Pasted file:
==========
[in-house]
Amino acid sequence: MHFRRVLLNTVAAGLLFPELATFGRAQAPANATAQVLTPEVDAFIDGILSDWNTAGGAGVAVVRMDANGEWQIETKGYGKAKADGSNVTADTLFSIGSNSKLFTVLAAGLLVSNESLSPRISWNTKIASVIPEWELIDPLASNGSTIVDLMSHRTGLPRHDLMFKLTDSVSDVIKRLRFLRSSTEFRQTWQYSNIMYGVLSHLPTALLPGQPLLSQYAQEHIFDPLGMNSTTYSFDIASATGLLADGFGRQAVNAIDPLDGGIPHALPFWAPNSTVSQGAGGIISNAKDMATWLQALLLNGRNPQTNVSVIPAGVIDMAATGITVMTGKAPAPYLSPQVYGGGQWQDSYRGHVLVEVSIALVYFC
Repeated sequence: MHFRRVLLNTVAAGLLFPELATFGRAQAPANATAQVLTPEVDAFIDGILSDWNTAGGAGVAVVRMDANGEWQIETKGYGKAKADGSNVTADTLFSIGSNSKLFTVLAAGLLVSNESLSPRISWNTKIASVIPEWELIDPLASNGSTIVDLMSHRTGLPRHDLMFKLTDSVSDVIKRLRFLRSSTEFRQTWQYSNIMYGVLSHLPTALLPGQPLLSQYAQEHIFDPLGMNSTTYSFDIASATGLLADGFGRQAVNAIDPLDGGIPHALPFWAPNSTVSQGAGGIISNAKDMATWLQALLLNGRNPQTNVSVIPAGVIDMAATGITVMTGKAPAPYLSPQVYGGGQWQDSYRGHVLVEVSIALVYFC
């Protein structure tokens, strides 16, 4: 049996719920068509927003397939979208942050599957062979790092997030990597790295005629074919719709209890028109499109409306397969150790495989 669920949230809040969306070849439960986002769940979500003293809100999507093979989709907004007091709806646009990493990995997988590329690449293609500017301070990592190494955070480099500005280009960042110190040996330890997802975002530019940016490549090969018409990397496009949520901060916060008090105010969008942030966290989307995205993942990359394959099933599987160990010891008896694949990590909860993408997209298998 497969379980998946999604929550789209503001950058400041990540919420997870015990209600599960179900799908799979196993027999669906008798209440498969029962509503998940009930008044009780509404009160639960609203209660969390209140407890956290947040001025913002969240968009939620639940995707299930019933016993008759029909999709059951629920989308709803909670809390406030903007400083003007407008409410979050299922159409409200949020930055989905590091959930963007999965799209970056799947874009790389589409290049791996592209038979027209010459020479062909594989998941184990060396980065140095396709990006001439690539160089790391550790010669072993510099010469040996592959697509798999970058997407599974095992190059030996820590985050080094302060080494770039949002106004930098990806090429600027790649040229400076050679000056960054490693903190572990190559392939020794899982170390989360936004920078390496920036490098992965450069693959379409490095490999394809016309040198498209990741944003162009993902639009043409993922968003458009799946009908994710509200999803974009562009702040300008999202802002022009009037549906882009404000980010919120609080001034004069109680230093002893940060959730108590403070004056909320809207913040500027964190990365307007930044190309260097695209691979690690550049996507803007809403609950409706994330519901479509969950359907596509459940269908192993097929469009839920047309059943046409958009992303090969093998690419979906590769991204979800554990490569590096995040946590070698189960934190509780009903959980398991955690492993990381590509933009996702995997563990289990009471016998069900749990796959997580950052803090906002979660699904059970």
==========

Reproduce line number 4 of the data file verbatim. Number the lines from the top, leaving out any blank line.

């Protein structure tokens, strides 16, 4: 049996719920068509927003397939979208942050599957062979790092997030990597790295005629074919719709209890028109499109409306397969150790495989 669920949230809040969306070849439960986002769940979500003293809100999507093979989709907004007091709806646009990493990995997988590329690449293609500017301070990592190494955070480099500005280009960042110190040996330890997802975002530019940016490549090969018409990397496009949520901060916060008090105010969008942030966290989307995205993942990359394959099933599987160990010891008896694949990590909860993408997209298998 497969379980998946999604929550789209503001950058400041990540919420997870015990209600599960179900799908799979196993027999669906008798209440498969029962509503998940009930008044009780509404009160639960609203209660969390209140407890956290947040001025913002969240968009939620639940995707299930019933016993008759029909999709059951629920989308709803909670809390406030903007400083003007407008409410979050299922159409409200949020930055989905590091959930963007999965799209970056799947874009790389589409290049791996592209038979027209010459020479062909594989998941184990060396980065140095396709990006001439690539160089790391550790010669072993510099010469040996592959697509798999970058997407599974095992190059030996820590985050080094302060080494770039949002106004930098990806090429600027790649040229400076050679000056960054490693903190572990190559392939020794899982170390989360936004920078390496920036490098992965450069693959379409490095490999394809016309040198498209990741944003162009993902639009043409993922968003458009799946009908994710509200999803974009562009702040300008999202802002022009009037549906882009404000980010919120609080001034004069109680230093002893940060959730108590403070004056909320809207913040500027964190990365307007930044190309260097695209691979690690550049996507803007809403609950409706994330519901479509969950359907596509459940269908192993097929469009839920047309059943046409958009992303090969093998690419979906590769991204979800554990490569590096995040946590070698189960934190509780009903959980398991955690492993990381590509933009996702995997563990289990009471016998069900749990796959997580950052803090906002979660699904059970």